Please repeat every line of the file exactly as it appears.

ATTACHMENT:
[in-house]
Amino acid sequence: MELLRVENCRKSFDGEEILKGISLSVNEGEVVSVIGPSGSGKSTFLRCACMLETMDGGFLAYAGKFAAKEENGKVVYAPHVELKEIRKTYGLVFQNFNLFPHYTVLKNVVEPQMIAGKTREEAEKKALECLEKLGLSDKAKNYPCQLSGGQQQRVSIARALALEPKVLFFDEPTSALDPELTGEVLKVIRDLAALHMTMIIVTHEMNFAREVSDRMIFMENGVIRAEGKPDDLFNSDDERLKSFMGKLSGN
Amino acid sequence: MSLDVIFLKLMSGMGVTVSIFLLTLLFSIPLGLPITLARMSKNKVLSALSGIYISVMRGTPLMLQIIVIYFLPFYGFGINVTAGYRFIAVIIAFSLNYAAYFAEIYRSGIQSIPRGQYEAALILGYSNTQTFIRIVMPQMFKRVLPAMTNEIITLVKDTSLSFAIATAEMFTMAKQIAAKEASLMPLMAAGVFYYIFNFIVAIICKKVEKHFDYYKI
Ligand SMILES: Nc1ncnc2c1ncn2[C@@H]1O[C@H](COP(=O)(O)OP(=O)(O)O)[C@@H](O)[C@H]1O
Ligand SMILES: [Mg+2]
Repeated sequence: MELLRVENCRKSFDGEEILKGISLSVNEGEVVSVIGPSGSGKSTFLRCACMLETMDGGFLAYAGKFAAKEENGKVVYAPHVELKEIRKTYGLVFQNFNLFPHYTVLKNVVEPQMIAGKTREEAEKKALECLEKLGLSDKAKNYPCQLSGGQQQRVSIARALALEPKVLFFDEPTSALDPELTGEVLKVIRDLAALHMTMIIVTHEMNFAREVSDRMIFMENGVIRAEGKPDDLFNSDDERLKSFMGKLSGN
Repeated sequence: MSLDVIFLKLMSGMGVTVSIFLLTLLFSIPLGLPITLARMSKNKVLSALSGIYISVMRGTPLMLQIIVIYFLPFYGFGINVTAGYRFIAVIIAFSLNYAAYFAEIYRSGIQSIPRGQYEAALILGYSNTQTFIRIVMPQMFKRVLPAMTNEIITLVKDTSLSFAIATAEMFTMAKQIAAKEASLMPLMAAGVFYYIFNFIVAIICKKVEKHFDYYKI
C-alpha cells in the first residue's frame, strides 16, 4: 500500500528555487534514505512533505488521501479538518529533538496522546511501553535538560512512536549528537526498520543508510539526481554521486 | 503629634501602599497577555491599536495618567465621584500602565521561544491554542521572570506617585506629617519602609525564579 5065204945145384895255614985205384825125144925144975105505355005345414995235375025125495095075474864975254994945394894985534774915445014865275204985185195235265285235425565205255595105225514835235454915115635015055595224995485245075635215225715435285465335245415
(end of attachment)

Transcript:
[in-house]
Amino acid sequence: MELLRVENCRKSFDGEEILKGISLSVNEGEVVSVIGPSGSGKSTFLRCACMLETMDGGFLAYAGKFAAKEENGKVVYAPHVELKEIRKTYGLVFQNFNLFPHYTVLKNVVEPQMIAGKTREEAEKKALECLEKLGLSDKAKNYPCQLSGGQQQRVSIARALALEPKVLFFDEPTSALDPELTGEVLKVIRDLAALHMTMIIVTHEMNFAREVSDRMIFMENGVIRAEGKPDDLFNSDDERLKSFMGKLSGN
Amino acid sequence: MSLDVIFLKLMSGMGVTVSIFLLTLLFSIPLGLPITLARMSKNKVLSALSGIYISVMRGTPLMLQIIVIYFLPFYGFGINVTAGYRFIAVIIAFSLNYAAYFAEIYRSGIQSIPRGQYEAALILGYSNTQTFIRIVMPQMFKRVLPAMTNEIITLVKDTSLSFAIATAEMFTMAKQIAAKEASLMPLMAAGVFYYIFNFIVAIICKKVEKHFDYYKI
Ligand SMILES: Nc1ncnc2c1ncn2[C@@H]1O[C@H](COP(=O)(O)OP(=O)(O)O)[C@@H](O)[C@H]1O
Ligand SMILES: [Mg+2]
Repeated sequence: MELLRVENCRKSFDGEEILKGISLSVNEGEVVSVIGPSGSGKSTFLRCACMLETMDGGFLAYAGKFAAKEENGKVVYAPHVELKEIRKTYGLVFQNFNLFPHYTVLKNVVEPQMIAGKTREEAEKKALECLEKLGLSDKAKNYPCQLSGGQQQRVSIARALALEPKVLFFDEPTSALDPELTGEVLKVIRDLAALHMTMIIVTHEMNFAREVSDRMIFMENGVIRAEGKPDDLFNSDDERLKSFMGKLSGN
Repeated sequence: MSLDVIFLKLMSGMGVTVSIFLLTLLFSIPLGLPITLARMSKNKVLSALSGIYISVMRGTPLMLQIIVIYFLPFYGFGINVTAGYRFIAVIIAFSLNYAAYFAEIYRSGIQSIPRGQYEAALILGYSNTQTFIRIVMPQMFKRVLPAMTNEIITLVKDTSLSFAIATAEMFTMAKQIAAKEASLMPLMAAGVFYYIFNFIVAIICKKVEKHFDYYKI
C-alpha cells in the first residue's frame, strides 16, 4: 500500500528555487534514505512533505488521501479538518529533538496522546511501553535538560512512536549528537526498520543508510539526481554521486 | 503629634501602599497577555491599536495618567465621584500602565521561544491554542521572570506617585506629617519602609525564579 5065204945145384895255614985205384825125144925144975105505355005345414995235375025125495095075474864975254994945394894985534774915445014865275204985185195235265285235425565205255595105225514835235454915115635015055595224995485245075635215225715435285465335245415